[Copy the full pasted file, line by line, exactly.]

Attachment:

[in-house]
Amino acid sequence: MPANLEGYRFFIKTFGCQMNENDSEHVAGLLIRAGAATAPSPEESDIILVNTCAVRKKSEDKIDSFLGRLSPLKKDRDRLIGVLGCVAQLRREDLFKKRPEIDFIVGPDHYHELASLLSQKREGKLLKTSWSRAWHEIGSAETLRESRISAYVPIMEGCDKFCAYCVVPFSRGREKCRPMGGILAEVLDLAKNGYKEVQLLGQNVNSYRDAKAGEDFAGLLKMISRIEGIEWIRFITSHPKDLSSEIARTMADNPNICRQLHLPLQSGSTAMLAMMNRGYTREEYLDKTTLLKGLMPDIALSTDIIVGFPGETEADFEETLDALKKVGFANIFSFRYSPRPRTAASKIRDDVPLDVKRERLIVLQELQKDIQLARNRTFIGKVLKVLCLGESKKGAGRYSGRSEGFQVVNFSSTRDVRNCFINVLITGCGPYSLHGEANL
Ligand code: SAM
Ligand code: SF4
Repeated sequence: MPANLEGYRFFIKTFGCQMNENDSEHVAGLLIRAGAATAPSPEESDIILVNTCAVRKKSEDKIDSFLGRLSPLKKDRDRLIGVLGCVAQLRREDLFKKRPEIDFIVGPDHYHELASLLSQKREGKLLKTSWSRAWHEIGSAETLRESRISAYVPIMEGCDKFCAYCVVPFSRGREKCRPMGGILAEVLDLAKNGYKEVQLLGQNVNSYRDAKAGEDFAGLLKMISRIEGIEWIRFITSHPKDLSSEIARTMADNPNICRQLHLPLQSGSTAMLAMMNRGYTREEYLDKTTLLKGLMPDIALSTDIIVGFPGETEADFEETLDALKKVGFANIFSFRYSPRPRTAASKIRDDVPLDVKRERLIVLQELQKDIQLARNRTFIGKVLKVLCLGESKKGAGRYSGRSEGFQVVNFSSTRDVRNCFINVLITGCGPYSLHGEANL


[in-house]
Amino acid sequence: MPANLEGYRFFIKTFGCQMNENDSEHVAGLLIRAGAATAPSPEESDIILVNTCAVRKKSEDKIDSFLGRLSPLKKDRDRLIGVLGCVAQLRREDLFKKRPEIDFIVGPDHYHELASLLSQKREGKLLKTSWSRAWHEIGSAETLRESRISAYVPIMEGCDKFCAYCVVPFSRGREKCRPMGGILAEVLDLAKNGYKEVQLLGQNVNSYRDAKAGEDFAGLLKMISRIEGIEWIRFITSHPKDLSSEIARTMADNPNICRQLHLPLQSGSTAMLAMMNRGYTREEYLDKTTLLKGLMPDIALSTDIIVGFPGETEADFEETLDALKKVGFANIFSFRYSPRPRTAASKIRDDVPLDVKRERLIVLQELQKDIQLARNRTFIGKVLKVLCLGESKKGAGRYSGRSEGFQVVNFSSTRDVRNCFINVLITGCGPYSLHGEANL
Ligand code: SAM
Ligand code: SF4
Repeated sequence: MPANLEGYRFFIKTFGCQMNENDSEHVAGLLIRAGAATAPSPEESDIILVNTCAVRKKSEDKIDSFLGRLSPLKKDRDRLIGVLGCVAQLRREDLFKKRPEIDFIVGPDHYHELASLLSQKREGKLLKTSWSRAWHEIGSAETLRESRISAYVPIMEGCDKFCAYCVVPFSRGREKCRPMGGILAEVLDLAKNGYKEVQLLGQNVNSYRDAKAGEDFAGLLKMISRIEGIEWIRFITSHPKDLSSEIARTMADNPNICRQLHLPLQSGSTAMLAMMNRGYTREEYLDKTTLLKGLMPDIALSTDIIVGFPGETEADFEETLDALKKVGFANIFSFRYSPRPRTAASKIRDDVPLDVKRERLIVLQELQKDIQLARNRTFIGKVLKVLCLGESKKGAGRYSGRSEGFQVVNFSSTRDVRNCFINVLITGCGPYSLHGEANL